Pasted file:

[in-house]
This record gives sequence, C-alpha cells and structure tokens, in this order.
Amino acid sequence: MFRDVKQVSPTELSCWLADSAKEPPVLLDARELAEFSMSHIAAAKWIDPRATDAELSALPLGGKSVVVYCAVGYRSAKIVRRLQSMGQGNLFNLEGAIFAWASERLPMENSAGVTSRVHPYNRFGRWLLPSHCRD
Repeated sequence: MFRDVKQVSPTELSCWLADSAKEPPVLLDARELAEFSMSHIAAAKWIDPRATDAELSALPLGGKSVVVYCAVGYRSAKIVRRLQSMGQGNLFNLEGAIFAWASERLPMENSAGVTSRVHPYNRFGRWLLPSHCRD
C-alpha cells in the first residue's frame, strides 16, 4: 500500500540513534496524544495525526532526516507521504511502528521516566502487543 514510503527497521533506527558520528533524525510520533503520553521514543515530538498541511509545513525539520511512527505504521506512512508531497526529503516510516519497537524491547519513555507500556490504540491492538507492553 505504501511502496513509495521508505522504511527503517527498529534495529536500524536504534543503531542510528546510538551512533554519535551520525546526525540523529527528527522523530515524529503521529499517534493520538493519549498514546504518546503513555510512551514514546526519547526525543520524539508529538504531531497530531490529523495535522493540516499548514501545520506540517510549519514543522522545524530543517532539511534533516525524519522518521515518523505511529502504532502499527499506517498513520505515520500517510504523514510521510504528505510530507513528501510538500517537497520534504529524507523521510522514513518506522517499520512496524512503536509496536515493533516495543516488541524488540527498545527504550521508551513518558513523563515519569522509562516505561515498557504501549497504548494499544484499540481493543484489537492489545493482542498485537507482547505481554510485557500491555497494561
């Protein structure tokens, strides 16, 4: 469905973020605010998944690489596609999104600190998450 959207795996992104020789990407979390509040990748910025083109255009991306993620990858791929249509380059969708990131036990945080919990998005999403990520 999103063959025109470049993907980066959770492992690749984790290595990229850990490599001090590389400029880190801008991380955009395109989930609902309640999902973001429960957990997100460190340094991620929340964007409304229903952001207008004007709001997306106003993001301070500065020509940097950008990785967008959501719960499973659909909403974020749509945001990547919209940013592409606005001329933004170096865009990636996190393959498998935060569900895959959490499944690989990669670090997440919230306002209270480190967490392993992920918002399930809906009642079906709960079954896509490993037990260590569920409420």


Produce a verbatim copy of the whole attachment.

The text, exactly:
[in-house]
This record gives sequence, C-alpha cells and structure tokens, in this order.
Amino acid sequence: MFRDVKQVSPTELSCWLADSAKEPPVLLDARELAEFSMSHIAAAKWIDPRATDAELSALPLGGKSVVVYCAVGYRSAKIVRRLQSMGQGNLFNLEGAIFAWASERLPMENSAGVTSRVHPYNRFGRWLLPSHCRD
Repeated sequence: MFRDVKQVSPTELSCWLADSAKEPPVLLDARELAEFSMSHIAAAKWIDPRATDAELSALPLGGKSVVVYCAVGYRSAKIVRRLQSMGQGNLFNLEGAIFAWASERLPMENSAGVTSRVHPYNRFGRWLLPSHCRD
C-alpha cells in the first residue's frame, strides 16, 4: 500500500540513534496524544495525526532526516507521504511502528521516566502487543 514510503527497521533506527558520528533524525510520533503520553521514543515530538498541511509545513525539520511512527505504521506512512508531497526529503516510516519497537524491547519513555507500556490504540491492538507492553 505504501511502496513509495521508505522504511527503517527498529534495529536500524536504534543503531542510528546510538551512533554519535551520525546526525540523529527528527522523530515524529503521529499517534493520538493519549498514546504518546503513555510512551514514546526519547526525543520524539508529538504531531497530531490529523495535522493540516499548514501545520506540517510549519514543522522545524530543517532539511534533516525524519522518521515518523505511529502504532502499527499506517498513520505515520500517510504523514510521510504528505510530507513528501510538500517537497520534504529524507523521510522514513518506522517499520512496524512503536509496536515493533516495543516488541524488540527498545527504550521508551513518558513523563515519569522509562516505561515498557504501549497504548494499544484499540481493543484489537492489545493482542498485537507482547505481554510485557500491555497494561
């Protein structure tokens, strides 16, 4: 469905973020605010998944690489596609999104600190998450 959207795996992104020789990407979390509040990748910025083109255009991306993620990858791929249509380059969708990131036990945080919990998005999403990520 999103063959025109470049993907980066959770492992690749984790290595990229850990490599001090590389400029880190801008991380955009395109989930609902309640999902973001429960957990997100460190340094991620929340964007409304229903952001207008004007709001997306106003993001301070500065020509940097950008990785967008959501719960499973659909909403974020749509945001990547919209940013592409606005001329933004170096865009990636996190393959498998935060569900895959959490499944690989990669670090997440919230306002209270480190967490392993992920918002399930809906009642079906709960079954896509490993037990260590569920409420």